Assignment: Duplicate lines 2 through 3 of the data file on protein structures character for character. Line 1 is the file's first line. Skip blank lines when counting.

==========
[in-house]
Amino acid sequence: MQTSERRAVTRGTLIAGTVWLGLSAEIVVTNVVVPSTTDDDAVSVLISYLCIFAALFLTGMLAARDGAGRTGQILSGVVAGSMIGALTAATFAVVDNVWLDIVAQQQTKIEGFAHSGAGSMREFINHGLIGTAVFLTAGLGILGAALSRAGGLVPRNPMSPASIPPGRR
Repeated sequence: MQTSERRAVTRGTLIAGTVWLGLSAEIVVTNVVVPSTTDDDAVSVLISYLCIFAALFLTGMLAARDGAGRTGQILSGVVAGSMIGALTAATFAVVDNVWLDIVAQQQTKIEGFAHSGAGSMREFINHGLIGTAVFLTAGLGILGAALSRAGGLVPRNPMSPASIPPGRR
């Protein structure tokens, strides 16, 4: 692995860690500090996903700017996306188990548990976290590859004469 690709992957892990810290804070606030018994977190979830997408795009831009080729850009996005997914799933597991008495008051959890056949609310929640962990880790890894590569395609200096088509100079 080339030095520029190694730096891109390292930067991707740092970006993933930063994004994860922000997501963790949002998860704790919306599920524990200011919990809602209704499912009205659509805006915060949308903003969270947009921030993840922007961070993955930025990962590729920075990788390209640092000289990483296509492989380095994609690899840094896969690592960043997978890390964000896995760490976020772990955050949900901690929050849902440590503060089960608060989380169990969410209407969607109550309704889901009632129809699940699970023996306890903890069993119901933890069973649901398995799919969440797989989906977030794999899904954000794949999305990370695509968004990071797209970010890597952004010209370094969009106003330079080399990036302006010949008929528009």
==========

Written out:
Amino acid sequence: MQTSERRAVTRGTLIAGTVWLGLSAEIVVTNVVVPSTTDDDAVSVLISYLCIFAALFLTGMLAARDGAGRTGQILSGVVAGSMIGALTAATFAVVDNVWLDIVAQQQTKIEGFAHSGAGSMREFINHGLIGTAVFLTAGLGILGAALSRAGGLVPRNPMSPASIPPGRR
Repeated sequence: MQTSERRAVTRGTLIAGTVWLGLSAEIVVTNVVVPSTTDDDAVSVLISYLCIFAALFLTGMLAARDGAGRTGQILSGVVAGSMIGALTAATFAVVDNVWLDIVAQQQTKIEGFAHSGAGSMREFINHGLIGTAVFLTAGLGILGAALSRAGGLVPRNPMSPASIPPGRR